One of the 20th century’s most influential photographers, Walker Evans employed a straightforward manner of photography known as the documentary style. Educated in literature in the United States and abroad in Paris, Evans first pursued photography in 1928, gleaning basic skills from friends and Camera Work magazine (published 1903–1917). By 1932, his approach had gained him early critical interest and an exhibition at the Julien Levy Gallery.
In 1935, Evans became a photographer for the newly established federal Resettlement (later Farm Security) Administration. In the winter of 1936, Evans was photographing in the South, when he was sent to Birmingham, Alabama. Faced with the harsh realities he found there, Evans did not seek to propagandize but instead concentrated on making a historical record. What was new about Evans’s subject matter was not only his choice of the torn billboards, advertisements, and signs dotting the American scene, but also his desire to be objective and to conceal the author’s voice.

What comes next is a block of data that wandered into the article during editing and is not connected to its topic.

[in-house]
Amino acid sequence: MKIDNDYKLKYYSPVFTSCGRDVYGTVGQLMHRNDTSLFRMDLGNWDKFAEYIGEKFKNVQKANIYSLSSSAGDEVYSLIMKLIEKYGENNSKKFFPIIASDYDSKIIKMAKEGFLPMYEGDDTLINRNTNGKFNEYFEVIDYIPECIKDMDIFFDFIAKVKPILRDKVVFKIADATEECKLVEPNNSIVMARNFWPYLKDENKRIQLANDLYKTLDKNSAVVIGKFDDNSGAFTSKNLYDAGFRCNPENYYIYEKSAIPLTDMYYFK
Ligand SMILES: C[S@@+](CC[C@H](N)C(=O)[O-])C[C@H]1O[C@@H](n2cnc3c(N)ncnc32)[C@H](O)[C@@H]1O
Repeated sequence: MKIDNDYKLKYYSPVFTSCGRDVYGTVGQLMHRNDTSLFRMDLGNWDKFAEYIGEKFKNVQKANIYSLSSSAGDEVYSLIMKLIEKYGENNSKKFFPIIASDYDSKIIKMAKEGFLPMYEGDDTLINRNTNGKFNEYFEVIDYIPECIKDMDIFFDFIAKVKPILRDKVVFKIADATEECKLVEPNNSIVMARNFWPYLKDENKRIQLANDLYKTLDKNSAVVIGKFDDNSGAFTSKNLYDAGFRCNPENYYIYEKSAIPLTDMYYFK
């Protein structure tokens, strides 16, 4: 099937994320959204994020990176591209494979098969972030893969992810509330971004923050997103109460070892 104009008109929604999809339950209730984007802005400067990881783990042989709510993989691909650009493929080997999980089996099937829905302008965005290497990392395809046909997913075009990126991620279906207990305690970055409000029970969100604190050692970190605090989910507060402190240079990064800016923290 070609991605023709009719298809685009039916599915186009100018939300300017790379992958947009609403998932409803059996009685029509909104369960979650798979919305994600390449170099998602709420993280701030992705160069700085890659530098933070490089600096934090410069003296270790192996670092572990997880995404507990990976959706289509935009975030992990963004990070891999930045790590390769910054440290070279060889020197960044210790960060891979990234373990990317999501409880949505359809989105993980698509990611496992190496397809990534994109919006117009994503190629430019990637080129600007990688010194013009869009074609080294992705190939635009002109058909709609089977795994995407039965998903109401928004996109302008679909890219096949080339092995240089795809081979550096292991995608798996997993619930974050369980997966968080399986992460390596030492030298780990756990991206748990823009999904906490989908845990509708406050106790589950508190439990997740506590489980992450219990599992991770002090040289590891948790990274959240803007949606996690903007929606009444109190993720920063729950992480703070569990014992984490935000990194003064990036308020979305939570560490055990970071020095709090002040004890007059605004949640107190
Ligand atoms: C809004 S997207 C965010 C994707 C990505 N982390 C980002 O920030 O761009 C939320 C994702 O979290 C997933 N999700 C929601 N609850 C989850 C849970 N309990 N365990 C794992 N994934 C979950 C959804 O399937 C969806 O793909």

The weathered remnant of this poster was just the type of subject to attract this photographer. Not only could various layers of meaning or memory be derived from the fragment, but its presence and iconography were pure Americana. The derogatory vignettes used to promote traveling minstrel acts (at the time a fading entertainment) were established in the 1880s by the Currier and Ives Darktown comics. While it may be argued that Evans did his best to be a neutral observer, his keen sense of the regional peculiarity and social divide of the era captured in this image continues to resonate today.